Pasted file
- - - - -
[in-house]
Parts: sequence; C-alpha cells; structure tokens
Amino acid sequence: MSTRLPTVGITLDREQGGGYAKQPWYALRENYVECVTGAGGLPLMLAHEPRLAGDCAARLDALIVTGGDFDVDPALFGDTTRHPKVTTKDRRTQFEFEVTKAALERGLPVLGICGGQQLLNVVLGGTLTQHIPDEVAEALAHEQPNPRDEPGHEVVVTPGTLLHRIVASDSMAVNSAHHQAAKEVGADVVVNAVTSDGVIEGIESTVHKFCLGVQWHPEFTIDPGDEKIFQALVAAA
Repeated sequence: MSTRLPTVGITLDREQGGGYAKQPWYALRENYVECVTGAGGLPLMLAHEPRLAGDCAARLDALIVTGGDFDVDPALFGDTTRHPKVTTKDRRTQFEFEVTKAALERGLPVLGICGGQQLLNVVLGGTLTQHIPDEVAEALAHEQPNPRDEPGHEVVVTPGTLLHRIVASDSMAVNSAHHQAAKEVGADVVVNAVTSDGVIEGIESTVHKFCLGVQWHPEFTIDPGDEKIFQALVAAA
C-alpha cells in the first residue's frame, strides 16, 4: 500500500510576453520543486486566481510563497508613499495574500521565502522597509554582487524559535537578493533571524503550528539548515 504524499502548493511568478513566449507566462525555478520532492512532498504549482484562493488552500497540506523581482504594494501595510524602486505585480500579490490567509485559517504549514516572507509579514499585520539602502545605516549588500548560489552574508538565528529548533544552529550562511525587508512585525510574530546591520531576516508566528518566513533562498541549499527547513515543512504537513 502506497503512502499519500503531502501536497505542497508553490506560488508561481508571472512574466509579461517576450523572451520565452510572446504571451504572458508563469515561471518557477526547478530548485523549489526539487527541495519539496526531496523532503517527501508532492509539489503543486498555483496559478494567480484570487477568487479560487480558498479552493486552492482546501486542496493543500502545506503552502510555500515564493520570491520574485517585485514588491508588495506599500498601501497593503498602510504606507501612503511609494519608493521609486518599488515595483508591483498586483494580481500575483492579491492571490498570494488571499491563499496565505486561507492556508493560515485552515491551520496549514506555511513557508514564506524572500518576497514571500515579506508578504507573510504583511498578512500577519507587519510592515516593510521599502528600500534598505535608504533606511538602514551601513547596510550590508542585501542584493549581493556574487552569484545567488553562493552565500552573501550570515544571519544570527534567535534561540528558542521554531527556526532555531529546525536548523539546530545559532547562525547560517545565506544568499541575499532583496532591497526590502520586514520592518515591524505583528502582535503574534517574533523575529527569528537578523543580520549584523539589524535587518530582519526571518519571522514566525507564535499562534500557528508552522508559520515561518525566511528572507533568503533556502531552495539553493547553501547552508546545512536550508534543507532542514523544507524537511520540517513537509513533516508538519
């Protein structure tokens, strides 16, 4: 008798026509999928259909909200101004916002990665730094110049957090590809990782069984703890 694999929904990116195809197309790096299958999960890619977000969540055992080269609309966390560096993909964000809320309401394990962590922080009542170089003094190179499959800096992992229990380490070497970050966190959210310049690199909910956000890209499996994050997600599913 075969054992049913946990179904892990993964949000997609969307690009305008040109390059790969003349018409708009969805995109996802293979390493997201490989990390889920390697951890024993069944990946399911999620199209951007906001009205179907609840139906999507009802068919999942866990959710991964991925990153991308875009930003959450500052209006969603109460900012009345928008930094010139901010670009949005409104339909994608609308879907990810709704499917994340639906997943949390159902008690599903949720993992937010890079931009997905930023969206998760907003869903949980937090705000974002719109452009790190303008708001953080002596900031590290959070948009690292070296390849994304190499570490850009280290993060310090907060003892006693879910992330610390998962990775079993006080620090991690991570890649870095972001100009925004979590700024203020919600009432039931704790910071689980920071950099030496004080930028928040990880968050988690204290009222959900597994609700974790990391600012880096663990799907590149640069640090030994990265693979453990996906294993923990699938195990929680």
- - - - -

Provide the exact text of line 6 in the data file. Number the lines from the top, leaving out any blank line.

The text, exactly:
């Protein structure tokens, strides 16, 4: 008798026509999928259909909200101004916002990665730094110049957090590809990782069984703890 694999929904990116195809197309790096299958999960890619977000969540055992080269609309966390560096993909964000809320309401394990962590922080009542170089003094190179499959800096992992229990380490070497970050966190959210310049690199909910956000890209499996994050997600599913 075969054992049913946990179904892990993964949000997609969307690009305008040109390059790969003349018409708009969805995109996802293979390493997201490989990390889920390697951890024993069944990946399911999620199209951007906001009205179907609840139906999507009802068919999942866990959710991964991925990153991308875009930003959450500052209006969603109460900012009345928008930094010139901010670009949005409104339909994608609308879907990810709704499917994340639906997943949390159902008690599903949720993992937010890079931009997905930023969206998760907003869903949980937090705000974002719109452009790190303008708001953080002596900031590290959070948009690292070296390849994304190499570490850009280290993060310090907060003892006693879910992330610390998962990775079993006080620090991690991570890649870095972001100009925004979590700024203020919600009432039931704790910071689980920071950099030496004080930028928040990880968050988690204290009222959900597994609700974790990391600012880096663990799907590149640069640090030994990265693979453990996906294993923990699938195990929680």